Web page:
Declaring is the Law

Be sure . . . declare everything.

Canadian law requires that you declare all food, plants and animals and related products that you bring into Canada. Failure to declare could lead to

  • confiscation of products
  • fines of up to $1300 per undeclared item
  • prosecution

Get information on a specific item

Around the world, threats related to diseases, pests, and the environment are constantly changing. These changes impact what food, plants and animals and related products are restricted and prohibited in Canada. To be sure whether you can bring a specific product into Canada, seek advice before travelling

Travellers and importers should use the Automated Import Reference System (AIRS) as a first step to help determine import requirements. AIRS is an extensive database designed for commercial importers but it does include helpful import information for individuals who are familiar with product classification systems.

If you have further questions, you should contact the CBSA Border Information Service line.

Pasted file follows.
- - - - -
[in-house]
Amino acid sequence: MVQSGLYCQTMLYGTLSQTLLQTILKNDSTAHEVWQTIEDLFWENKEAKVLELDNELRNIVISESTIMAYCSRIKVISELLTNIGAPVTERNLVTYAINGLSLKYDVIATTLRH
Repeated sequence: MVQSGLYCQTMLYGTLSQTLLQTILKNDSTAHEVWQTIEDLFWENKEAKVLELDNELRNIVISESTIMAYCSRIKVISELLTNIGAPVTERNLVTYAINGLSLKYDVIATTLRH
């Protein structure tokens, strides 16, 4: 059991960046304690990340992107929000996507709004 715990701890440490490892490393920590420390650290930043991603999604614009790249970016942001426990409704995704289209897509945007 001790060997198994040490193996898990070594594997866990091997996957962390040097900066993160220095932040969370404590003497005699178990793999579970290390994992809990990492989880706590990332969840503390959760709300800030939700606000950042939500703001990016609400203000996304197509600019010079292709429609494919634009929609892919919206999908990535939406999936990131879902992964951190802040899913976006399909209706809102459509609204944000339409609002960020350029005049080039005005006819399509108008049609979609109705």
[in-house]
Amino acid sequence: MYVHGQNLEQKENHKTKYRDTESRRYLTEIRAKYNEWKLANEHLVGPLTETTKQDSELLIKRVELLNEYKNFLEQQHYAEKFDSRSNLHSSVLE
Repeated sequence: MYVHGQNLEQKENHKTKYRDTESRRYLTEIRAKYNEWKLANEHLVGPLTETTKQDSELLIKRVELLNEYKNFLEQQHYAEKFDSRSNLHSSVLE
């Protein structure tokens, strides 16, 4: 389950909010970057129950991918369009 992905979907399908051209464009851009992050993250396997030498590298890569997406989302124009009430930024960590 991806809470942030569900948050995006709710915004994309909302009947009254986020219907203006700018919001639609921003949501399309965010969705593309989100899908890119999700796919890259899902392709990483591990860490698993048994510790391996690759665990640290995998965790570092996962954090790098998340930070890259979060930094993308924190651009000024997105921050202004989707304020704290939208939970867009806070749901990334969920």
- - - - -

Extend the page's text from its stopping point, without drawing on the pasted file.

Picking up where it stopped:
Common mistakes

Many travellers fail to declare things like meat, animal hides, live birds, plants and fruit. In general, this happens because most travellers are unaware of the hazards - but the risks to Canada's food supply, economy, environment and human health are very real.

Protecting our borders

Trained detector dogs and a variety of other tools are present at Canadian points of entry. They can detect specific products. Canada Border Services Agency officers are ready to answer any questions you may have as you leave for your trip or when you return. To be sure, become aware of our import requirements before you leave the country, so you don't buy something on your trip that you will be unable to bring back into Canada.

Penalty-free confiscation

When undeclared restricted or prohibited items are found in checked luggage or carry-on bags, the penalties can be severe.

There are alternatives, however, if you find yourself in possession of restricted or prohibited goods. Many Canadian airports have disposal bins for prohibited products. You can dispose of these products before meeting with a border officer.

If you are unsure about an item, ask a border officer. If you seek clarification and then declare a restricted or prohibited item, it may be confiscated without penalty.

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